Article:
At least five people were injured in the first attack
Separate Israeli air attacks have killed at least four Palestinian militants, including an Islamic Jihad commander, in the Gaza Strip.
Two militants were killed and another died later after they had reportedly fired a rocket-propelled grenade at Israeli soldiers across the border.
Overnight, Israel killed Islamic Jihad commander Khalid Shaalan, accusing him of a role in rocket attacks.
Violence has flared sporadically since the truces called over Gaza in January.
The Israeli military said its aircraft had attacked three armed men on Thursday after they fired at soldiers over the border.
Islamic Jihad said the men had been returning together to their homes in central Gaza after a night spent on patrol along the border, the Associated Press reports.
Two died instantly and the third man died later in hospital from his wounds, witnesses said. A fourth militant was also injured.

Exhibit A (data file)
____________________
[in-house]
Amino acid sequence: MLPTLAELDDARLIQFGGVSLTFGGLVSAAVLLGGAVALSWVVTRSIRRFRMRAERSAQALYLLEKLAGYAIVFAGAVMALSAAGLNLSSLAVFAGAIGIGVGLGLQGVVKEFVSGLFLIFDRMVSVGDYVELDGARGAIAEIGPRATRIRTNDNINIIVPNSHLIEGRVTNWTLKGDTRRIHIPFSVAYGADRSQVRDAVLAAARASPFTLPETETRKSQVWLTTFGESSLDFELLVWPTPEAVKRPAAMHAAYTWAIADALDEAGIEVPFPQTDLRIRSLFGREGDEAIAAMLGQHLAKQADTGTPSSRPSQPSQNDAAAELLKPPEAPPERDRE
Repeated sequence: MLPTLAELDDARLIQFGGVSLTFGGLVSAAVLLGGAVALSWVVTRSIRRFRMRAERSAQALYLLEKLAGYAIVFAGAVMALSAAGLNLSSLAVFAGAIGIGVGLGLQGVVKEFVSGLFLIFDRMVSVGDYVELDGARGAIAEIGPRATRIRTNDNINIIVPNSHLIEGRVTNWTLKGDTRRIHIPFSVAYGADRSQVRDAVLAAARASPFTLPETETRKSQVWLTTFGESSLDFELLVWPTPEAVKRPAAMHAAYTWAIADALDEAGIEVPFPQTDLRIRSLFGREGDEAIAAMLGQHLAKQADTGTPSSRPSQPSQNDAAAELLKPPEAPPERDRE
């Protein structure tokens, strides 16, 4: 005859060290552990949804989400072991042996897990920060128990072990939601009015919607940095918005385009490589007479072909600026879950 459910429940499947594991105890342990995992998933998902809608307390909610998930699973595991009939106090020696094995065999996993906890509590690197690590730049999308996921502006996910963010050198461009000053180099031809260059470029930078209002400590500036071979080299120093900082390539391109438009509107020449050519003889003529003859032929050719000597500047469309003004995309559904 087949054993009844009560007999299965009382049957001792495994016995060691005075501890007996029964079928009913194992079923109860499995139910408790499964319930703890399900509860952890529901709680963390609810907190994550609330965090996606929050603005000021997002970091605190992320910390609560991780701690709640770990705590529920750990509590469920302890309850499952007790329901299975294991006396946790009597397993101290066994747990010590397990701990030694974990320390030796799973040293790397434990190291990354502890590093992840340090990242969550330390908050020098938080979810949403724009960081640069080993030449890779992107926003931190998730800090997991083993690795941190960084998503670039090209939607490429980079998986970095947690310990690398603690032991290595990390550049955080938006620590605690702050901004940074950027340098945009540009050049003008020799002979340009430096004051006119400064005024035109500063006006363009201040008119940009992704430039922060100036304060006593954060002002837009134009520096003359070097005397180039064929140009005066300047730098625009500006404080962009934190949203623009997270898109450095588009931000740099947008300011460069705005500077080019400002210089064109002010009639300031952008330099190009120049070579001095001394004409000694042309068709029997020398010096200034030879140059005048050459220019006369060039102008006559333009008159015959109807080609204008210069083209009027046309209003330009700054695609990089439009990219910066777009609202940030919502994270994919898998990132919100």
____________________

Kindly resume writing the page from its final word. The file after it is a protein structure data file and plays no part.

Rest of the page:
Following the air strike, four rockets were fired from Gaza into Israel causing no injuries, the Israeli military said.
Pattern of violence
Khalid Shaalan was killed and his deputy commander was seriously injured in a missile attack on Wednesday evening in the north of the strip, Palestinian and Israeli sources report.
At least four people were also injured when a missile hit the two men's vehicle in the town of Beit Lahiya.
An Israeli army spokesman said Mr Shaalan had been "targeted and killed" for his involvement in recent rocket attacks on the Israeli city of Ashkelon.
An Islamic Jihad spokesman vowed to "avenge this aggression", AFP news agency reports.
Less than two months since Israel's massive military offensive in Gaza - in which some 1,300 Palestinians died - violence in the region has settled into a familiar pattern, the BBC's Aleem Maqbool in Gaza City reports.
Missiles are regularly fired by Palestinian militants, albeit mainly into open areas, and the Israeli air force responds with air strikes.
With stalled talks between Hamas and Israel on a long-term ceasefire agreement, people in Gaza and Israel's border towns are unsure how the pattern will be broken, our correspondent adds.